Technology

Formerly conjoined twins Carl and Clarence Aguirre celebrated the 10th anniversary of their separation today with the medical team that successfully separated and cared for them at The Children's Hospital at Montefiore (CHAM) - the first documented set of twins to undergo a successfully staged separation of craniopagus twins in the world.

One in two and a half million live births are craniopagus - twins joined at the head - and when Carl and Clarence arrived at Montefiore from the Philippines in September 2003, they were already dying from complications of their condition. Doctors believe that without the surgery, both boys would have died in 6-8 months. 

People routinely edit photos, to take out red eyes or knock five percent of the width off of their bodies - but soon editors will have an extra dimension to work with. People will be able to turn or flip objects any way they want, even exposing surfaces not visible in the original photograph.

A chair in a photograph of a living room, for instance, can be turned around or even upside down in the photo, displaying sides of the chair that would have been hidden from the camera, yet appearing to be realistic.


New discoveries about how butterflies feed could help engineers develop tiny probes that siphon liquid out of single cells for a wide range of medical tests and treatments.

The research has brought together Clemson's materials scientists and biologists who have been focusing on the proboscis, the mouthpart that many insects used for feeding.

For materials scientists, the goal is to develop what they call "fiber-based fluidic devices," among them probes that could eventually allow doctors to pluck a single defective gene out of a cell and replace it with a good one, said Konstantin Kornev, a Clemson materials physics professor. "If someone were programmed to have an illness, it would be eliminated," he said.


A new hand-held device uses lasers and sound waves to accurately measure how deep a melanoma tumor extends into the skin, providing valuable information for treatment, diagnosis or prognosis.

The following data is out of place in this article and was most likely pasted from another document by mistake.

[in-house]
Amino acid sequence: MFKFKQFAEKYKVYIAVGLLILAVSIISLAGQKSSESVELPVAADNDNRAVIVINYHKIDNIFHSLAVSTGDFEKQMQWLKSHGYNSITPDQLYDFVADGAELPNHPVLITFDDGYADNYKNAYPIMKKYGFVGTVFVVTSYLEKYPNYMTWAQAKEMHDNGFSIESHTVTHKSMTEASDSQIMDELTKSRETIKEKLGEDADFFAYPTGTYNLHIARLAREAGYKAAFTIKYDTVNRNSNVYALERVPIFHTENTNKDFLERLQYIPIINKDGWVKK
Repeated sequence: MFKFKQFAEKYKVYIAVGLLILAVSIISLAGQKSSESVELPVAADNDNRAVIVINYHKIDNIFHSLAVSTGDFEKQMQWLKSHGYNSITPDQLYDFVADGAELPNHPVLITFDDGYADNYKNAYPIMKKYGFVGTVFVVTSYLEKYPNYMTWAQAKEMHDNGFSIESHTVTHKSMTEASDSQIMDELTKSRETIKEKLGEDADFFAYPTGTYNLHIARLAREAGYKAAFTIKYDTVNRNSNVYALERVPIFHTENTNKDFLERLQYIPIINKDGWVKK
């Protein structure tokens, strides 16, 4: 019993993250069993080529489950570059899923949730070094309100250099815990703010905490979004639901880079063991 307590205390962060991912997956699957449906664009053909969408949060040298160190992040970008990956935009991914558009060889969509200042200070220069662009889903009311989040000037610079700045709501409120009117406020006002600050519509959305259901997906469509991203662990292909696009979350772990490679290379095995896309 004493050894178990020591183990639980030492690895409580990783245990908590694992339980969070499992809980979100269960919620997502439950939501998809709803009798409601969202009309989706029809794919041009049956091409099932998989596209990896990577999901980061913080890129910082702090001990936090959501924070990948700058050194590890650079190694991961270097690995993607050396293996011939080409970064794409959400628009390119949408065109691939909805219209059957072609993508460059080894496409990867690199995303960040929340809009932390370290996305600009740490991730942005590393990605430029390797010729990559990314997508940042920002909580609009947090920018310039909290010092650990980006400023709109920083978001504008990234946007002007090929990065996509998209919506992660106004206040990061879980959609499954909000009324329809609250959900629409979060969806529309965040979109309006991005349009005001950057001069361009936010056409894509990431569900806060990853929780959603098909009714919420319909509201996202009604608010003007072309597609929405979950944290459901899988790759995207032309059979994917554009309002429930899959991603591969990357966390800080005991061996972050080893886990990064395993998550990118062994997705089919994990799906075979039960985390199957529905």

Science 2.0, the future of science, has teamed up with Ora.TV, the future of television, for a joint marketing agreement.
I went to the Indiana State Fair last Friday. Visited lots of exhibits and ate lots of great food. I also wanted to shoot some test POV (point of view) video with the i-KAM XTREME video eyewear.

The i-KAM is a lower cost alternative to wearable video cameras. The video is actually quite good. Here are some specifications from the website:

Power Duration: 2.5-3 hours
Memory: Built in 4 GB, Max 8 GB, Supports Max 8 GB Micro SD card
Resolution: 736 x 480
Video Format: AVI
Audio: Mono
Camera: 3 megapixel pinhole CMOS camera
Recording Speed: 25 fps

Researchers have developed a powerful new tool to identify genetic changes in disease-causing bacteria that are responsible for antibiotic resistance. The team looked at the genome of Streptococcus pneumoniae, a bacterial species that causes 1.6 million deaths worldwide each year. In the most detailed research of its kind, scientists used a genome-wide association study (GWAS) to locate single-letter changes in the DNA code of the bacterium, which enable it to evade antibiotic treatment.

While GWAS has been used for a decade to identify gene function in humans, it was thought to be difficult to use the technique on bacterial DNA. 


For years, researchers at MIT and Harvard University have been working on origami robots — reconfigurable machines that can fold themselves into arbitrary shapes.

In Science, they report their latest milestone, which is a robot made almost entirely from parts produced by a laser cutter that folds itself up and crawls away as soon as batteries are attached to it. 

The robot is built from five layers of materials, all cut according to digital specifications by a laser cutter. The middle layer is copper, etched into an intricate network of electrical leads. It's sandwiched between two structural layers of paper; the outer layers are composed of a shape-memory polymer that folds when heated.


A nasal brush test can rapidly and accurately diagnose Creutzfeldt-Jakob disease (CJD), an incurable and ultimately fatal neurodegenerative disorder.

Up to now, a definitive CJD diagnosis requires testing brain tissue obtained after death or by biopsy in living patients but a new paper in the New England Journal of Medicine shows it can be done through the nose. 




The 21st century will be the century of the 'smart home', where your home and your portable technology all interact seamlessly with one another.